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Carpal Tunnel Syndrome: Safe Posture and Movements

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Carpal Tunnel Syndrome: Safe Posture and Movements

Overview

Carpal tunnel syndrome occurs when a combination of health conditions and activities puts pressure on the median nerve. The median nerve passes through the carpal tunnel in your wrist. This pressure leads to symptoms.

Anything that decreases the amount of space in the carpal tunnel can lead to carpal tunnel syndrome. So can anything that makes the median nerve more sensitive.

Things that help cause carpal tunnel syndrome include:

  • Illnesses such as hypothyroidism, rheumatoid arthritis, and diabetes.
  • Pregnancy.
  • Making the same hand movements over and over. This can cause the tissues within the carpal tunnel to swell. The swelling puts pressure on the median nerve. Some movements can be more likely to cause pressure. These include:
    • Movements in which your wrists are bent.
    • Movements that are done in awkward positions.
    • Forceful hand movements.
    • Hand-arm vibration.

Sometimes the cause of carpal tunnel syndrome can't be found.

How to put less stress on your hand or wrist

In daily routines at home, at work, or while doing hobbies, think about changing activities in which you make repeated finger, hand, or wrist movements. Train yourself to use other positions or techniques that won't stress your hand or wrist.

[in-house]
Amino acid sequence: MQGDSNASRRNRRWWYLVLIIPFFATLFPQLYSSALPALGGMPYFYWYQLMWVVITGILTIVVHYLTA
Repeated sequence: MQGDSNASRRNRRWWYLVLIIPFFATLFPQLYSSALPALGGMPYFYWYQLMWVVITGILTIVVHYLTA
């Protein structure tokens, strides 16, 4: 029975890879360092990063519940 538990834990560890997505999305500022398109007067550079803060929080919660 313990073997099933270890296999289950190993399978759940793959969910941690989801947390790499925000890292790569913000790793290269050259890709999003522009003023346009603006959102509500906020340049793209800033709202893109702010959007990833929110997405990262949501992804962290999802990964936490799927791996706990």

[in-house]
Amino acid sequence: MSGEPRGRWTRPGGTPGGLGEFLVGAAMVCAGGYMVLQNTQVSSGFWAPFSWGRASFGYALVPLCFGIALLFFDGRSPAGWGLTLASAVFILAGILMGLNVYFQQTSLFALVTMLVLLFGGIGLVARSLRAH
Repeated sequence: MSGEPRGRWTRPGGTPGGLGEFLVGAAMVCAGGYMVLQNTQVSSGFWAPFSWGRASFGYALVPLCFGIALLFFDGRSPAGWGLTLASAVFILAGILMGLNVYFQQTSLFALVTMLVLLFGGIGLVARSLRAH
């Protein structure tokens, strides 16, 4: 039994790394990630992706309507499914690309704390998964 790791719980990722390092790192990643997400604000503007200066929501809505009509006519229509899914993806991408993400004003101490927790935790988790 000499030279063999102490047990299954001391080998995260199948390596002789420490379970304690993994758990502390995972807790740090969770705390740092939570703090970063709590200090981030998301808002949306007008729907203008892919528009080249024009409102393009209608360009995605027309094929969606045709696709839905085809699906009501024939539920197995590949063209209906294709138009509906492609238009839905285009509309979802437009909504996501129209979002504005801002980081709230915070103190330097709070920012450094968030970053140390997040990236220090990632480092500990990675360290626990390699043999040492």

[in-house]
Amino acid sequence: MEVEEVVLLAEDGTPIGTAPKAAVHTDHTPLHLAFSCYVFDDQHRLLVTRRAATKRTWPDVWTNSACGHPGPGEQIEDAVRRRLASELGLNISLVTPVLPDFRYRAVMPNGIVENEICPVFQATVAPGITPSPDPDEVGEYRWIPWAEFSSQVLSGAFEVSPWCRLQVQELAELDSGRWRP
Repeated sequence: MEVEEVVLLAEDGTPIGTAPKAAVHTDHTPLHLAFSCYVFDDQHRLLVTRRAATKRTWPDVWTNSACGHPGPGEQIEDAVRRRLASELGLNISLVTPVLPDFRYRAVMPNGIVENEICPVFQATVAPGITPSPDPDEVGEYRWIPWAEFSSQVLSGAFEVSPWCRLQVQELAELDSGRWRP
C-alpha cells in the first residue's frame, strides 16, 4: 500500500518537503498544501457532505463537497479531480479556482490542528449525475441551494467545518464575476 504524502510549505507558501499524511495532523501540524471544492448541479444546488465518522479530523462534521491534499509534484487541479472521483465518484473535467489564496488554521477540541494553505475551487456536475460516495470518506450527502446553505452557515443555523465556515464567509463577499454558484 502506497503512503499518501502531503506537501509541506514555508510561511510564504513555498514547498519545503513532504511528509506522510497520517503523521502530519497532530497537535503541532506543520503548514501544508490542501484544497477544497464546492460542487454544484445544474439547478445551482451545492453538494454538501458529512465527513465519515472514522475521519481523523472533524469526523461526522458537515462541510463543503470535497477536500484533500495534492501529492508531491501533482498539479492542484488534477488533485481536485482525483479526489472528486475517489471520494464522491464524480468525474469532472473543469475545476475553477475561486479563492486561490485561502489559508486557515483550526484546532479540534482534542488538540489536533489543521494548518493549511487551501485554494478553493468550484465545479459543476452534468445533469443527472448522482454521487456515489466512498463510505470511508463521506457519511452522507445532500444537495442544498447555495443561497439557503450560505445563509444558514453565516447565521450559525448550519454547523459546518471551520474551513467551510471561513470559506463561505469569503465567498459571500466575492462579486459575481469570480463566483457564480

• Take good care of your general health.

    This includes staying at a healthy weight, not smoking, and getting regular exercise.

  • Keep your wrists straight, or only slightly bent, and in line with your arms.

    Avoid activities that bend or twist the wrists for long periods of time. Use hand and wrist movements that spread the pressure and motion evenly throughout your hand and wrist.

  • Take breaks often, and rest your hands.
  • Switch hands and change positions often when you are doing repeated motions.
  • Use your whole hand to grasp an object.

    Avoid gripping with only the thumb and index finger. This can stress your wrist.

  • Stop any activity that you think may be causing finger, hand, or wrist numbness or pain.

    If your symptoms improve when you stop, resume that activity gradually.

  • Wear a wrist splint when you cannot control your wrist motion, such as while sleeping.

    A splint can keep your wrist in a neutral position and reduce the stress on your fingers, hand, or wrist.

Related Information

Credits

Current as of: July 18, 2023

Author: Healthwise Staff
Clinical Review Board
All Healthwise education is reviewed by a team that includes physicians, nurses, advanced practitioners, registered dieticians, and other healthcare professionals.

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